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HP Cuts Jobs as Recession Looms for Big Tech

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Big Tech is bracing for a tough road ahead as HP Inc. said it will axe 10% of its staff, Dell warned that sales are sliding, and Google prepares to designate 10,000 employees as low-performing, a potential prelude to mass staff reductions.

The reductions come as a potential recession and post-pandemic decline in sales have led many technology companies to reevaluate staffing needs. HP will cut 4,000 to 6,000 employees in the next five years, aiming to save $1.4 billion a year.

“At this point it’s prudent not to assume that the market will turn during 2023,” said HP CEO Enrique Lores.

Key Takeaways

  • HP will lay off 10% of its staff after disappointing Q4 results
  • Dell said revenue slid in Q3, although hasn’t announced layoffs
  • Google will fire up to 10,000 employees it labels underperforming

More than 137,000 white-collar workers in 850 different tech companies have already lost their jobs this year, and thousands more are expected to be fired. For some companies, the immediate impetus was to rebalance staffing after over-hiring during the pandemic boom. The bigger factor is worry that a recession is imminent, driving efforts to make their operations more cost-efficient. All this comes as wages are seen rising next year to catch up with inflation.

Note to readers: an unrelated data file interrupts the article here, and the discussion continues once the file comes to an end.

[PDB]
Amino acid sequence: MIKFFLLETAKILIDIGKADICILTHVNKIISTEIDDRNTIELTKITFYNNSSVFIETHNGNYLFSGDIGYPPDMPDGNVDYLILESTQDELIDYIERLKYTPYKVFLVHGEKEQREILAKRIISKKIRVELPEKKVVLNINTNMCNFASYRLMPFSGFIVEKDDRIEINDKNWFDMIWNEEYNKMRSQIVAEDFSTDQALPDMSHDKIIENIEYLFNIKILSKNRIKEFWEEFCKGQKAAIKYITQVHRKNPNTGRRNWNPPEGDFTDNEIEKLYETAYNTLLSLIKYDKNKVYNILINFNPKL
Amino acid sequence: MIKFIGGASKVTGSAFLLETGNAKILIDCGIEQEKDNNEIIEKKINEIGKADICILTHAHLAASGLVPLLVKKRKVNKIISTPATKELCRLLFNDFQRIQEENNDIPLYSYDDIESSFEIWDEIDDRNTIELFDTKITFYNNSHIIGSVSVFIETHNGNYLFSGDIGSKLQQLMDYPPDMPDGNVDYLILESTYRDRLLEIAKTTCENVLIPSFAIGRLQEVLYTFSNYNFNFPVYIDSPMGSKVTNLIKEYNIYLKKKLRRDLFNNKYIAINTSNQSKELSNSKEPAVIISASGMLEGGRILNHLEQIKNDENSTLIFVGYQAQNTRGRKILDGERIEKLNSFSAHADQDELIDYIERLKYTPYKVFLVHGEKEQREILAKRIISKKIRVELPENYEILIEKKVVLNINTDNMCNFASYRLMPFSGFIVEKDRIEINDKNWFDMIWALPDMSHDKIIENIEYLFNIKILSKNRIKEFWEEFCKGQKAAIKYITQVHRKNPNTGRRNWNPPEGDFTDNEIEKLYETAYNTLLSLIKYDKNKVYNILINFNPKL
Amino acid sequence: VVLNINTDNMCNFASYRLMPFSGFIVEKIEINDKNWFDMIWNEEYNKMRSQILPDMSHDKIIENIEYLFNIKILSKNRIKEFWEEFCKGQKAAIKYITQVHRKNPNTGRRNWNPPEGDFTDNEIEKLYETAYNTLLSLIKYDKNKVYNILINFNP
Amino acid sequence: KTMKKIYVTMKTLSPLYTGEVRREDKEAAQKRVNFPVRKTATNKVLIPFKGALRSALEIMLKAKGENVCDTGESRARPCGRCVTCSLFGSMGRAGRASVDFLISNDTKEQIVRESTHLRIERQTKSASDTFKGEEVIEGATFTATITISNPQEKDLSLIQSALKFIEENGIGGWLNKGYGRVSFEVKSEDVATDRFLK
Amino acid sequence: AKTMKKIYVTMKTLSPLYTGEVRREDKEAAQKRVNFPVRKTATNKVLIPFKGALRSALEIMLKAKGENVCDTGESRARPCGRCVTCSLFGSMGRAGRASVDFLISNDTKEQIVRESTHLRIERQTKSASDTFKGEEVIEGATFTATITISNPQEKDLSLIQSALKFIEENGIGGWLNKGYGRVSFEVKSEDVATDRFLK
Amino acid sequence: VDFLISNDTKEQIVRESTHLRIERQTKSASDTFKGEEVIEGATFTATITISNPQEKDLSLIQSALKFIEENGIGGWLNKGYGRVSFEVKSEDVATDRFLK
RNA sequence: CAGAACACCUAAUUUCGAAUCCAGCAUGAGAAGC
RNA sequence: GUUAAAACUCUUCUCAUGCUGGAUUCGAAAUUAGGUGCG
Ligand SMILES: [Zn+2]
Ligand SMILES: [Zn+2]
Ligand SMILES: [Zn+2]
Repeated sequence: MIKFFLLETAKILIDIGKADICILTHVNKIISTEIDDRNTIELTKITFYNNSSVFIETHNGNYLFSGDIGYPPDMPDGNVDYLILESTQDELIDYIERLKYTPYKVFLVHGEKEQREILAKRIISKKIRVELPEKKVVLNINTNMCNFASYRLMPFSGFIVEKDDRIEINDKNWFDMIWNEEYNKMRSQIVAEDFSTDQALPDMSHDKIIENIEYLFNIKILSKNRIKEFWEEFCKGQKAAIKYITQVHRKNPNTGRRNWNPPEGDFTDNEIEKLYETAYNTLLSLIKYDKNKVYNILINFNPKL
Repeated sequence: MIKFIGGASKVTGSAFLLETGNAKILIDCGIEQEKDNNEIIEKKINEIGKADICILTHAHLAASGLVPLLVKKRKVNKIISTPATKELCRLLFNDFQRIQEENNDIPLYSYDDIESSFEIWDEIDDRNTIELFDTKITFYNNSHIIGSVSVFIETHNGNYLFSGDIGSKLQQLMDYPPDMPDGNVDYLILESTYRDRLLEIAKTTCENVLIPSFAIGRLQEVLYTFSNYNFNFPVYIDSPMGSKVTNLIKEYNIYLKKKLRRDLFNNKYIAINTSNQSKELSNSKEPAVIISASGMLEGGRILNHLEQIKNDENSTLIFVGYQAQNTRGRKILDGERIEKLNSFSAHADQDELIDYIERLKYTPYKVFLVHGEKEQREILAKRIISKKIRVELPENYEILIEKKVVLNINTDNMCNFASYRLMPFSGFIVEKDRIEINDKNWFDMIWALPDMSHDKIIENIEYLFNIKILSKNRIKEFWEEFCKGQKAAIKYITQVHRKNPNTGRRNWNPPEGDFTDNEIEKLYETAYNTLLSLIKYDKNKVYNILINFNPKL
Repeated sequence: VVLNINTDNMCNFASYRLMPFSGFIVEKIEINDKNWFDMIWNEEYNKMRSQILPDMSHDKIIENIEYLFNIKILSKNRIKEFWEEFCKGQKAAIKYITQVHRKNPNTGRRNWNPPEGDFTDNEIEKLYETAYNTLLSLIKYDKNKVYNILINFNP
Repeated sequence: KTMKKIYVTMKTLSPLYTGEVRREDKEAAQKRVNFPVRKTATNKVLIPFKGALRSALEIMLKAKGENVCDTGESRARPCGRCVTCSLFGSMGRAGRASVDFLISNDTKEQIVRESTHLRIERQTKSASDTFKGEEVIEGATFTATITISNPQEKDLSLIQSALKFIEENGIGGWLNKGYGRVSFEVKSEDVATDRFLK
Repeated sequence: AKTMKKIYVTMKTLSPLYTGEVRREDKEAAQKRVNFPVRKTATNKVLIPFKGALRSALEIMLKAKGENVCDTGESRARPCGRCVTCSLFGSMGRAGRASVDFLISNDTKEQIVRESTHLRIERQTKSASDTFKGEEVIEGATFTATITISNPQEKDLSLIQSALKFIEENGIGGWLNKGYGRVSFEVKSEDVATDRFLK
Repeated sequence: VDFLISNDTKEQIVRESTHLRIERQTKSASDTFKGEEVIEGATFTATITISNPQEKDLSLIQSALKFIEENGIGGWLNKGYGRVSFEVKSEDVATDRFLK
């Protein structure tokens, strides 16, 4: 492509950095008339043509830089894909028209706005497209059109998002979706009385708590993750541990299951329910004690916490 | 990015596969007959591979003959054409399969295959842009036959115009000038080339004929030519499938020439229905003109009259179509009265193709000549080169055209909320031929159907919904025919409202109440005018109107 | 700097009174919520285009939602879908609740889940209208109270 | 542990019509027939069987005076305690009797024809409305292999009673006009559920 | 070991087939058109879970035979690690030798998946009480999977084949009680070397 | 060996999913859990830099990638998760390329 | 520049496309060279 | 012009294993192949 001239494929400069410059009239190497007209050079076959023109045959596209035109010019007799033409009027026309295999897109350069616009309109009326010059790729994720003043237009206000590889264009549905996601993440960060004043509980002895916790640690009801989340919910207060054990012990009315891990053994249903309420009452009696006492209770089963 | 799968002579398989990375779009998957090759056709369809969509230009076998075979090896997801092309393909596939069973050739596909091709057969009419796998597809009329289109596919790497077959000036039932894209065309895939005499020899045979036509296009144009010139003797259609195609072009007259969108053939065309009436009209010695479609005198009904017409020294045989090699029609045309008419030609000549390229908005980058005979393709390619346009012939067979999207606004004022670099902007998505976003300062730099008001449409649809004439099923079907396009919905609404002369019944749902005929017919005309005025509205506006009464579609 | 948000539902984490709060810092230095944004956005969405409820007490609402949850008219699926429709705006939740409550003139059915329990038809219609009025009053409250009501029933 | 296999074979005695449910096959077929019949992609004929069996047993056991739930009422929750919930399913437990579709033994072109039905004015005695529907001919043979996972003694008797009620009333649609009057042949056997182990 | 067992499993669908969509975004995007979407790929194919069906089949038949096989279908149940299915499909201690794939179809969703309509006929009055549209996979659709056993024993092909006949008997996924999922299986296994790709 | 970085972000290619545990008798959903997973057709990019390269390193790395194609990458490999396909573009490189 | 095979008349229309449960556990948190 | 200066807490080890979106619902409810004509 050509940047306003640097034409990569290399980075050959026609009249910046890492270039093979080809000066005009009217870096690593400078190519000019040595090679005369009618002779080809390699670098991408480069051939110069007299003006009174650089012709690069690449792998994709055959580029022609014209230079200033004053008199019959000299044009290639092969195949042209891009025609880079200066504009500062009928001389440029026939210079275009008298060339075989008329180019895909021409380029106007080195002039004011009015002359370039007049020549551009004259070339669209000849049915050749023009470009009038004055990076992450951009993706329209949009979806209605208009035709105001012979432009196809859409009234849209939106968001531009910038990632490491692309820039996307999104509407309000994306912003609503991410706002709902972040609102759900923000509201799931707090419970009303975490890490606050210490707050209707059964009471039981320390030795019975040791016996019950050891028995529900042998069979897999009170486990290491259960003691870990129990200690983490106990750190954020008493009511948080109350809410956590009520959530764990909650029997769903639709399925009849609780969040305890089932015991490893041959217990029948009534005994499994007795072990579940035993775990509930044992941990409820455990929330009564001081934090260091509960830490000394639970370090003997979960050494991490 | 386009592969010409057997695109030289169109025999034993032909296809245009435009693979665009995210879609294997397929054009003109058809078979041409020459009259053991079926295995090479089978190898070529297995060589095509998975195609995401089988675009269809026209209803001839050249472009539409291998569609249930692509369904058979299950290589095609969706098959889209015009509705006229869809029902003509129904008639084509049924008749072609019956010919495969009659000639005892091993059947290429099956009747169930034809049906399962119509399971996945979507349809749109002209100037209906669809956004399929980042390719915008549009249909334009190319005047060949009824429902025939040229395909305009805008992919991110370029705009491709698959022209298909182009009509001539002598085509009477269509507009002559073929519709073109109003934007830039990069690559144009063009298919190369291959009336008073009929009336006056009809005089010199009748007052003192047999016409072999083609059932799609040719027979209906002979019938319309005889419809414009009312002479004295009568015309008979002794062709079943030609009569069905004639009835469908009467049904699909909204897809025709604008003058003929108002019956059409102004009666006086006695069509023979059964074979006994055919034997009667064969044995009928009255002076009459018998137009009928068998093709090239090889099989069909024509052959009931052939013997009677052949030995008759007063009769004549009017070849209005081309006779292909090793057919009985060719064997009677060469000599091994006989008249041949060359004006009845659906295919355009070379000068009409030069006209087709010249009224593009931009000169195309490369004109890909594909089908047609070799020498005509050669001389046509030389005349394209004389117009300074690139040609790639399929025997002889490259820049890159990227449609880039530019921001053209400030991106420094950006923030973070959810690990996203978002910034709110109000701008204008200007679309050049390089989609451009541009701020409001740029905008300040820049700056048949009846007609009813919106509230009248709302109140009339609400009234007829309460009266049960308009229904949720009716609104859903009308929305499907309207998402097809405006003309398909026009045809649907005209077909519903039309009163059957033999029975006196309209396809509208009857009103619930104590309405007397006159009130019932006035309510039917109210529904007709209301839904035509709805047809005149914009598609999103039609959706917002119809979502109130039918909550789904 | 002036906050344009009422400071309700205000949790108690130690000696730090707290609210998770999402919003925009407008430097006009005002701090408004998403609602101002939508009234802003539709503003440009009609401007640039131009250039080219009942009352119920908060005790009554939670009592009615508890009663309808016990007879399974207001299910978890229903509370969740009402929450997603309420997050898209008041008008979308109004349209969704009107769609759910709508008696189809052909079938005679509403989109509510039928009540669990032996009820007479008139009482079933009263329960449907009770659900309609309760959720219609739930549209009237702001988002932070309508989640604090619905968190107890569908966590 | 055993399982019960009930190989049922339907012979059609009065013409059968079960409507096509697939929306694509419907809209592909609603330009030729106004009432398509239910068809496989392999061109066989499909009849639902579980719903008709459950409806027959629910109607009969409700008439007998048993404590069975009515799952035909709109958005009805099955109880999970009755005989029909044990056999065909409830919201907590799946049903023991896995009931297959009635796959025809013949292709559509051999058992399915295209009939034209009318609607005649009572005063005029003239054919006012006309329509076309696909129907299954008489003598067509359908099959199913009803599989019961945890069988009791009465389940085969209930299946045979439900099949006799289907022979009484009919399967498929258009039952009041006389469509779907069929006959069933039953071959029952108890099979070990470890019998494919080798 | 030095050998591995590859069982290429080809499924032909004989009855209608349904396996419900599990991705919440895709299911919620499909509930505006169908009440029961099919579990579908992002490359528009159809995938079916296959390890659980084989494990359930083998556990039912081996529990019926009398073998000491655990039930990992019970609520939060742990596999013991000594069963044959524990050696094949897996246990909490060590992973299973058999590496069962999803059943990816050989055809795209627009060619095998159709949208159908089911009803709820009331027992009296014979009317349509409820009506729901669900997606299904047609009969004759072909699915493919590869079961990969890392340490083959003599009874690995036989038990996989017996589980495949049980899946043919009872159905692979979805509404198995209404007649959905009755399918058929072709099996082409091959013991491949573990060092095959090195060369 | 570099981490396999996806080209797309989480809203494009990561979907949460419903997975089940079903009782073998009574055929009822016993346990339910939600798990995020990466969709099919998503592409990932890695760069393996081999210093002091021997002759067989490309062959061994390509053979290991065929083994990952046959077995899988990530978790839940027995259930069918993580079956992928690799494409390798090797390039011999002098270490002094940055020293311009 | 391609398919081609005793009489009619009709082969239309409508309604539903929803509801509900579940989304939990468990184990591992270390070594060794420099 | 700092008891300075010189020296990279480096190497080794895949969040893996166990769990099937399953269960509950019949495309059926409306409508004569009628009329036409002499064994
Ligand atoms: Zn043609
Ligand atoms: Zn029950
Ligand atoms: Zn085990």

HP announced its fourth-quarter results on Tuesday, which showed an 11% drop in revenue for the quarter, alongside its plan to reduce costs. Rival PC maker Dell reported a 6% drop in quarterly revenue this week, along with a 17% slide for a unit that includes computer sales.

“We expect ongoing global macroeconomic factors, including slowing economic growth, inflation, rising interest rates and currency pressure, to weigh on our customers,” Dell CFO Tom Sweet said on Monday’s earning call.

In the last year, HP hired 10,000 workers, bringing its staff to 61,000. Dell, like HP, also grew last year, but hasn’t announced any cuts.

Google’s Performance Reviews

Alphabet Inc., Google’s parent, may be girding for workforce reductions. The company recently changed its performance rating system to give a poor score to 10,000 workers, 6% of its employees, in a sign they might be targeted to be let go. Previously, it targeted 2% of workers.

Billionaire Alphabet investor Christopher Hohn wrote to the company earlier this month, encouraging it to cut costs. He said the company has increased its headcount at a rate of 20% since 2017.

“The growth is excessive, both in relation to historic headcount growth and what the business requires,” he wrote.

Many tech companies are axing workers after big revenue declines. Meta Platforms, Inc. said it would cut its staff by 13%, and the New York Times reported that Amazon.com, Inc. is seeking to reduce its workforce by 10,000.

Alphabet shares have fallen 33% in the past 12 months, outstripping declines by HP and Dell, compared with a -29% decline in the tech-heavy Nasdaq composite Index.

Correction—Nov. 23, 2022:  A previous version of this article incorrectly stated Dell had cut jobs.

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